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“Marius’ mules”

This post is also available in: Polish (polski)

Marius's mules
Roman legionaries during the march during the Second Dacian War. Legionaries carry all their belongings on their backs. | Author: Radu Oltean

Equipment (except armor) of Roman soldiers originally, as it was in all armies of the then world, was transported on carts or mules. However, with the reform of Marius (end of the 2nd century BCE), soldiers were ordered to carry sacks (sarcinae) with cooking utensils on their own shoulders meals (vasa), a cake stand, a sapper blade and a few days’ food supply (cibaria). The whole was complemented by parts of dismantled war machines.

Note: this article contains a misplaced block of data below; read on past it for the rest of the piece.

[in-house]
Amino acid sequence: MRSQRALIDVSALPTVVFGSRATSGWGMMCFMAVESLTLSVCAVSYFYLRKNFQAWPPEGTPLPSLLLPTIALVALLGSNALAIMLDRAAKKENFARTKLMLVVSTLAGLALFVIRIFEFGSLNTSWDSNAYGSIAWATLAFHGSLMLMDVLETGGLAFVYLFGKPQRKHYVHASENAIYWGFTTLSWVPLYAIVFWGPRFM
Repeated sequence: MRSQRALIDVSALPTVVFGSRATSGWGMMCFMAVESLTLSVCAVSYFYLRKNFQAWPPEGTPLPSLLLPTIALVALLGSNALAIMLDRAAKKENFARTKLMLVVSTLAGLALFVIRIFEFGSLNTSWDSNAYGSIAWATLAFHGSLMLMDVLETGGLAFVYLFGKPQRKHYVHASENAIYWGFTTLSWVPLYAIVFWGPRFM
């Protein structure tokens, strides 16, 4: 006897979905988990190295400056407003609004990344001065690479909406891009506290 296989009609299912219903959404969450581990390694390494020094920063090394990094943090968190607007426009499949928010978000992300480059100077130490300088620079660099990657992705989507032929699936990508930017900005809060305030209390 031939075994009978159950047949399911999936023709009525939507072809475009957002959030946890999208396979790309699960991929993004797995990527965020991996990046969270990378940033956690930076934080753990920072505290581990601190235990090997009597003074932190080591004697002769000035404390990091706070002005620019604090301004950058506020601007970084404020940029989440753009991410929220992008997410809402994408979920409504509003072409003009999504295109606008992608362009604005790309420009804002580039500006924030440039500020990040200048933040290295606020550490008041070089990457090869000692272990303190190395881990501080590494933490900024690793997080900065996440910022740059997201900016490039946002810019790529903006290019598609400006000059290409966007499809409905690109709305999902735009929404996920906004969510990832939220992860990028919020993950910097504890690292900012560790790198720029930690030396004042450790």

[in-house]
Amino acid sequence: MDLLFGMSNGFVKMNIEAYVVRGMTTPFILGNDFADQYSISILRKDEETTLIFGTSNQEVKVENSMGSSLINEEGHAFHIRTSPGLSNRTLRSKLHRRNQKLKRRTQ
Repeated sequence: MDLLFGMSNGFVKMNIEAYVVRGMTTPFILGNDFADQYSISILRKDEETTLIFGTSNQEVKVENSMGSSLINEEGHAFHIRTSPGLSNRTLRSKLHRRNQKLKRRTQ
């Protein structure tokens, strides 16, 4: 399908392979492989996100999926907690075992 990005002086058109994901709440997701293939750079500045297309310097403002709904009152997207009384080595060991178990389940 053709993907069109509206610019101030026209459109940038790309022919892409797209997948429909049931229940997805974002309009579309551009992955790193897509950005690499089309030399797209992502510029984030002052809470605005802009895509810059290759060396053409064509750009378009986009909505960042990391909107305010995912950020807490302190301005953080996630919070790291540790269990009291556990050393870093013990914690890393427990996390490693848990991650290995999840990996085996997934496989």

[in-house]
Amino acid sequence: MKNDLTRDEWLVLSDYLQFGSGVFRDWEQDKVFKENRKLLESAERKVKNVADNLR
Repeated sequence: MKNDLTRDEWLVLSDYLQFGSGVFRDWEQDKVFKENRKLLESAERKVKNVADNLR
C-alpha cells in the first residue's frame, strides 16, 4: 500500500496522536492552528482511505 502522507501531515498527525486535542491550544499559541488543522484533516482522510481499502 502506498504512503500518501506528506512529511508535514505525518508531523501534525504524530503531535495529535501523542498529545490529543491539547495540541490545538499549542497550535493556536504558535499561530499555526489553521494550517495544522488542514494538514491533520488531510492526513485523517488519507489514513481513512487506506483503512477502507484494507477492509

In this way, the number of supply wagons was reduced and the army’s mobility increased. Legionaries could move strategic terrain without being dependent on the main routes that the wagons could move. Such soldiers were called “Marius’ mules”, and the weight of the weight carried by each soldier reached from 33 to 44 kilograms. After hard training and daily military drill, legionaries were able to march with such a load of up to 37,5 km a day.

The later Jewish historian Joseph Flavius ​ will mention that “the walkers did not differ much from train mules” (Joseph Flavius, The Wars of the Jews, 3.95) .

Sources
  • Graczkowski Andrzej, Armia rzymska w okresie schyłku republiki: organizacja, uzbrojenie, taktyka, 2009

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